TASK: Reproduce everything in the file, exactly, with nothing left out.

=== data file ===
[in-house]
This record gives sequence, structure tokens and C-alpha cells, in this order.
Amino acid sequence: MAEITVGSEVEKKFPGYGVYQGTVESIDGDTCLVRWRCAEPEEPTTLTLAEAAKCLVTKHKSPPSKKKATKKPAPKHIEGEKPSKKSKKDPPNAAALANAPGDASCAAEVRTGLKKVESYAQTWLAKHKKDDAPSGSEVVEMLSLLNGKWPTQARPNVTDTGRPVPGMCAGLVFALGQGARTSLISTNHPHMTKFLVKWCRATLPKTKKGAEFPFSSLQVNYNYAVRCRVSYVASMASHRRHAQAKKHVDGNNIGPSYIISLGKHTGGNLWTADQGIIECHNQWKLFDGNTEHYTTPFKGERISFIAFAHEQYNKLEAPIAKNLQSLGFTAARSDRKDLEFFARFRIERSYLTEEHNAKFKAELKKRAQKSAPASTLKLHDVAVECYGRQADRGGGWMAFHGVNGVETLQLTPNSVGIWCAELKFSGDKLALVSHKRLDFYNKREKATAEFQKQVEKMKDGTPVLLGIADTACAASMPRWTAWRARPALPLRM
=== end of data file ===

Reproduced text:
[in-house]
This record gives sequence, structure tokens and C-alpha cells, in this order.
Amino acid sequence: MAEITVGSEVEKKFPGYGVYQGTVESIDGDTCLVRWRCAEPEEPTTLTLAEAAKCLVTKHKSPPSKKKATKKPAPKHIEGEKPSKKSKKDPPNAAALANAPGDASCAAEVRTGLKKVESYAQTWLAKHKKDDAPSGSEVVEMLSLLNGKWPTQARPNVTDTGRPVPGMCAGLVFALGQGARTSLISTNHPHMTKFLVKWCRATLPKTKKGAEFPFSSLQVNYNYAVRCRVSYVASMASHRRHAQAKKHVDGNNIGPSYIISLGKHTGGNLWTADQGIIECHNQWKLFDGNTEHYTTPFKGERISFIAFAHEQYNKLEAPIAKNLQSLGFTAARSDRKDLEFFARFRIERSYLTEEHNAKFKAELKKRAQKSAPASTLKLHDVAVECYGRQADRGGGWMAFHGVNGVETLQLTPNSVGIWCAELKFSGDKLALVSHKRLDFYNKREKATAEFQKQVEKMKDGTPVLLGIADTACAASMPRWTAWRARPALPLRM